Shadowing the Flag: Extending the Habeas Writ Beyond Guantánamo
Dawinder S. Sidhu
University of New Mexico - School of Law
November 2, 2011
20 William & Mary Bill of Rights Journal, Vol. 20, p. 39, 2011
The writ of habeas corpus activates the courts’ duty to check the arbitrary or unlawful restraints by the executive on individual liberty. In times of war, the courts have been compelled to determine whether the writ is available to individuals held by the executive outside of the territorial boundaries of the United States. The Supreme Court in Johnson v. Eisentrager, in which World War II detainees were held in Germany, answered in the negative, while in Boumediene v. Bush, involving post-9 11 detainees housed in Guantánamo, reached the opposite conclusion. Operating within these two guideposts, the U.S. Court of Appeals for the District of Columbia Circuit in al Maqaleh v. Gates decided that three detainees held in Bagram Air Base, Afghanistan are not entitled to the constitutional habeas privilege.
The purpose of this Article is to explain why the D.C. Circuit got it wrong. Part I provides an overview of the facts and relevant law that formed the basis for the decision. Part II will show that the court misapplied the basic factors set forth initially by the Court in Eisentrager and later clarified by it in Boumediene. Part III will contain a proposed framework that reorients and reframes these factors in order to make habeas jurisdiction analyses more workable and consistent with the historical justifications for the writ, separation of powers considerations, and governing case law. Part IV applies this framework to the Bagram petitions and in doing so highlights the problematics of the D.C. Circuit’s decision. In short, under both existing standards and the suggested new way of looking at questions of wartime habeas jurisdiction, I posit that the petitions should not have been dismissed.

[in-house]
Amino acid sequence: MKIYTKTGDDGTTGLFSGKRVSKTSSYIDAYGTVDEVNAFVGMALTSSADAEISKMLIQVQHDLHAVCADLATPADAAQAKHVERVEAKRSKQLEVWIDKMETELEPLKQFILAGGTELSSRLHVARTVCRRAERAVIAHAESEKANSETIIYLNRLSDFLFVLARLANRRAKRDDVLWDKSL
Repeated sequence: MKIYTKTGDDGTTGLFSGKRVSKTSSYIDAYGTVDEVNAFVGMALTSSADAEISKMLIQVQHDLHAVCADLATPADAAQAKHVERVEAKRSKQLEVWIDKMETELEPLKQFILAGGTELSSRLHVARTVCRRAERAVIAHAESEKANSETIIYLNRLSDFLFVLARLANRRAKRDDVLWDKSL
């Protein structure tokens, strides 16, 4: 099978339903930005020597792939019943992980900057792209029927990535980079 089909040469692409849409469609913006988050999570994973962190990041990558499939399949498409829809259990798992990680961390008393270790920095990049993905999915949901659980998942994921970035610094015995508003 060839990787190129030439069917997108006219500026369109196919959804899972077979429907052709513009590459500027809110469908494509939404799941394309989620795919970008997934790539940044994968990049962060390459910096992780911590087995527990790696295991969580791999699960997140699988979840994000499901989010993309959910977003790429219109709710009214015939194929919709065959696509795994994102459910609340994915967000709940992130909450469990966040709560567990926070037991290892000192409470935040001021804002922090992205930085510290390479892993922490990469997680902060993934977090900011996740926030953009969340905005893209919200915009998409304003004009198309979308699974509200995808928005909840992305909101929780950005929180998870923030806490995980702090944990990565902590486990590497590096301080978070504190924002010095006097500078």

If left to stand, al Maqaleh will not only cast the detainees into an indefinite legal abyss, but will place the executive beyond the courts’ traditional constitutional checking duties, precisely when the wartime executive is most tempted to act outside of established law – that is, when judicial review is most critically needed.
Number of Pages in PDF File: 41
Keywords: habeas corpus, jurisdiction, extraterritoriality, judicial review, Executive authority, BagramAccepted Paper Series
Date posted: September 23, 2010 ; Last revised: November 3, 2011
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